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How To Winterize Your Crappie Fishing: Where To Find Crappie

When the temperatures drop, many people hang up their fishing rods and mope until spring. This would be a mistake. Winter crappie fishing can be some of the most fun of the year. You simply have to adjust your techniques slightly.

It is more than worth it to brave the cold and come home with your limit of slabs.

It’s not that hard to learn and can be as simple, or complicated as you want it to be. Winter crappie can be caught with a basic cane pole, ultra-light rigs, from shore, in a boat, from a dock, or even through the ice.

One advantage to fishing for crappie in the winter is you will have a lot less competition from other anglers, especially down South. A lot of people think crappie hibernate or are inactive in winter.

You will not have to deal with skiers, jet skiers, or most other things that can interfere with fishing (except maybe for the real hard-core water-lovers…). Also, the water always seems a little clearer and cleaner when it’s cold.

And it has been my experience that fish taken from cold water seem to have a better texture and flavor than when taken from warm water. It could be just subjective, but there is no question that winter crappie fishing can be very rewarding.

To be successful, you just need to do a little preparation and keep a few things in mind. Most importantly, make sure you have plenty of suitable warm clothing. Keep a lot of towels with you because you are probably going to get a little wet, and will need to dry off to prevent hypothermia.

It’s always best to dress in layers, so if you get too warm, you can take some off, and put it back on if it gets colder.

A thermos of hot coffee or tea is always a treat when engaged in cold weather outdoor activities. Other than that, you can just relax and enjoy the experience.

In the following sections, I will explain how crappie act in winter, where to find them, suitable equipment and bait to catch them with, and lots of great tips. Crappie may be a warm-water species, but nobody ever told them that. They just change up their behavior when the water gets into the 50s, and below, mostly to drive people crazy.

Anyone who doesn’t believe crappie has a sense of humor has never tried fishing for them in the middle of summer when they suspend in open water and refuse to hit anything unless it is almost placed in their mouths. Post-Solstice sac-a-lait are considerably more cooperative. When you are finished with this article, you will know how to put papermouths in the creel all winter long.

With that said, let’s get into some frosty fishing…

Coldwater Crappie Habits


Most crappie anglers already know that both Pomoxis species act differently during each season of the year. But, as I said in the introduction, a lot of anglers have the mistaken idea that crappie (as well as many other “warm water” species) become dormant or lethargic, and feed very little until the water temperature gets back into the 60s.

This is way wrong. Crappie feeds quite a lot in winter and continues to move around, but their eating habits vary somewhat, as do their movement destinations. They may not viciously strike at a 2-1/2″ minnow in winter, but they will happily nibble a 1″ jig (minnows don’t move a lot in cold water, but jigs do…).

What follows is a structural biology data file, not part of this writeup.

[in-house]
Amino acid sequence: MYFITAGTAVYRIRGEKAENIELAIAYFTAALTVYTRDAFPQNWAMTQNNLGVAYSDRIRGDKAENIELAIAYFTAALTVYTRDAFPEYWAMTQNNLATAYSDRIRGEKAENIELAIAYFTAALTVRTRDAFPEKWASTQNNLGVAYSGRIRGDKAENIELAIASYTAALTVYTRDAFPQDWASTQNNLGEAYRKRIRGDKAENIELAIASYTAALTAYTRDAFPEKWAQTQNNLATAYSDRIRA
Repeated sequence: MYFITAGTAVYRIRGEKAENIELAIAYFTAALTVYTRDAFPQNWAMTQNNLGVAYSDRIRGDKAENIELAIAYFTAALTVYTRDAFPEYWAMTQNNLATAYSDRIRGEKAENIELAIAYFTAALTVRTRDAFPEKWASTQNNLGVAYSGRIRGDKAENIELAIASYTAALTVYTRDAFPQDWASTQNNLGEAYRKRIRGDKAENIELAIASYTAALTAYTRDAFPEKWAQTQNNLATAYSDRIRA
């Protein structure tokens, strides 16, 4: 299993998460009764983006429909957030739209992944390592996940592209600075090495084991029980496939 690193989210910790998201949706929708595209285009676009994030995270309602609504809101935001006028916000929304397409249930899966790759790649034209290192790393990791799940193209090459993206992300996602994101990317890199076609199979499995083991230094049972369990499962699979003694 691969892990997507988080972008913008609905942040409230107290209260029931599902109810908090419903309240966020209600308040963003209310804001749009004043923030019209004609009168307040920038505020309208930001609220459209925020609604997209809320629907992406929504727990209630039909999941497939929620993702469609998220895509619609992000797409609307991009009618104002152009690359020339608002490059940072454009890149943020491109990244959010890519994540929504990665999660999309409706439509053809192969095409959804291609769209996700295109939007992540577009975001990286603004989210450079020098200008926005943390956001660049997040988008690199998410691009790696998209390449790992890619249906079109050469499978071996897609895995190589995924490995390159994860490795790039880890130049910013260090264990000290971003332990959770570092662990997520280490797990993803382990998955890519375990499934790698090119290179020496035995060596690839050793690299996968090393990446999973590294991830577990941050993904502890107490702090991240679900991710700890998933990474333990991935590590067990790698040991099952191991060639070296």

For a winter crappie rig, think small and slow. The smaller, the better.

Crappie like much smaller bites in winter, and won’t move very far to get them. They also bite a lot more gently, so much so that you may not detect them on a light-action rod, or larger.

But, there is a fix for that I will go into later. For now, just think ultra-light rods, 4-lb line or less, and jigs no larger than 1/16 oz. Minnows need to be as close to 1″ as possible. Your hooks can be scaled back to #6, or even #8 light wire Aberdeen Long Shanks. The long shank makes it easier to remove the hook from the crappie’s mouth when your hands are cold (and they will be…).

The light wire will kill fewer minnows. I will go into more detail about actual mechanics later.

When the water temperature begins to drop below 55°F, crappie will begin to slow down on their voracious eating and begin moving to deeper water and suitable structure. They will move along channels, rip-raps, submerged creek beds, and will suspend in medium to large schools, usually near the thermocline, which can be anywhere from 20 to 50′ deep.

Since they will be in schools, it is not that hard to find them with a SONAR unit. Where you catch one, you will catch many. Once the temperature gets into the 40s, they will slow down their traveling, and stay in the immediate area unless disturbed by something like large predators, change in temperature, or if their food source moves.

They will almost always be found near schools of minnows and shad. When you find schools of minnows and shad, crappie will not be far away.

During the day, the north shore warms up quicker on most lakes, so crappie my migrate to that side as the day goes on. They also like confined waters, so channels, drop-offs, river mouths, and coves are good places to search. As night approaches, they will often move to shallower water in search of prey.

In the early morning, they will move back out, along lines of structure, usually the following baitfish.